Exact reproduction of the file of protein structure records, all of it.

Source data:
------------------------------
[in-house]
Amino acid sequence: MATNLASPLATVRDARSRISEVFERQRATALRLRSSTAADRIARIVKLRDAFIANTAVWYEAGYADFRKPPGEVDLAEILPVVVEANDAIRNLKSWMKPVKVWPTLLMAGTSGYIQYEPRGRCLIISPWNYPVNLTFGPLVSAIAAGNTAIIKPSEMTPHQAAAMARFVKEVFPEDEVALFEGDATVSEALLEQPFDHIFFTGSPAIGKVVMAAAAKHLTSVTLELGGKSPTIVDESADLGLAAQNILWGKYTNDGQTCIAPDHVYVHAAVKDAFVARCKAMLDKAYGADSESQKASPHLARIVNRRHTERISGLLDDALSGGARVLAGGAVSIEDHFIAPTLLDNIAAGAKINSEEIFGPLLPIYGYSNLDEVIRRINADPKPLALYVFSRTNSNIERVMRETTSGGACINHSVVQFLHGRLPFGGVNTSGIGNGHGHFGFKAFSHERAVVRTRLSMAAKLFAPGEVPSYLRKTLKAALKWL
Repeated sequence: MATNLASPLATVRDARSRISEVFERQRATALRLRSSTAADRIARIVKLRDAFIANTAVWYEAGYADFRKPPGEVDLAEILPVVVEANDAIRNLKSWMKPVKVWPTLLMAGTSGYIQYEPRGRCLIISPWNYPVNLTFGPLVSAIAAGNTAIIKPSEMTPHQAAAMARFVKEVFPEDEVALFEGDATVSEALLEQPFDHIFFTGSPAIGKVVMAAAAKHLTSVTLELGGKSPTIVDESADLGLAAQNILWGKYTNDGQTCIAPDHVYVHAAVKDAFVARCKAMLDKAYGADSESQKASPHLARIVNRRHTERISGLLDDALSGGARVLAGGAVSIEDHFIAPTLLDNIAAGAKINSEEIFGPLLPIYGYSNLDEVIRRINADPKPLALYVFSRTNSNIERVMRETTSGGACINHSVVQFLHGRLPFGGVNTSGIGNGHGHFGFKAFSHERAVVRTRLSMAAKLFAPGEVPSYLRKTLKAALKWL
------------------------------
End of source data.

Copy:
[in-house]
Amino acid sequence: MATNLASPLATVRDARSRISEVFERQRATALRLRSSTAADRIARIVKLRDAFIANTAVWYEAGYADFRKPPGEVDLAEILPVVVEANDAIRNLKSWMKPVKVWPTLLMAGTSGYIQYEPRGRCLIISPWNYPVNLTFGPLVSAIAAGNTAIIKPSEMTPHQAAAMARFVKEVFPEDEVALFEGDATVSEALLEQPFDHIFFTGSPAIGKVVMAAAAKHLTSVTLELGGKSPTIVDESADLGLAAQNILWGKYTNDGQTCIAPDHVYVHAAVKDAFVARCKAMLDKAYGADSESQKASPHLARIVNRRHTERISGLLDDALSGGARVLAGGAVSIEDHFIAPTLLDNIAAGAKINSEEIFGPLLPIYGYSNLDEVIRRINADPKPLALYVFSRTNSNIERVMRETTSGGACINHSVVQFLHGRLPFGGVNTSGIGNGHGHFGFKAFSHERAVVRTRLSMAAKLFAPGEVPSYLRKTLKAALKWL
Repeated sequence: MATNLASPLATVRDARSRISEVFERQRATALRLRSSTAADRIARIVKLRDAFIANTAVWYEAGYADFRKPPGEVDLAEILPVVVEANDAIRNLKSWMKPVKVWPTLLMAGTSGYIQYEPRGRCLIISPWNYPVNLTFGPLVSAIAAGNTAIIKPSEMTPHQAAAMARFVKEVFPEDEVALFEGDATVSEALLEQPFDHIFFTGSPAIGKVVMAAAAKHLTSVTLELGGKSPTIVDESADLGLAAQNILWGKYTNDGQTCIAPDHVYVHAAVKDAFVARCKAMLDKAYGADSESQKASPHLARIVNRRHTERISGLLDDALSGGARVLAGGAVSIEDHFIAPTLLDNIAAGAKINSEEIFGPLLPIYGYSNLDEVIRRINADPKPLALYVFSRTNSNIERVMRETTSGGACINHSVVQFLHGRLPFGGVNTSGIGNGHGHFGFKAFSHERAVVRTRLSMAAKLFAPGEVPSYLRKTLKAALKWL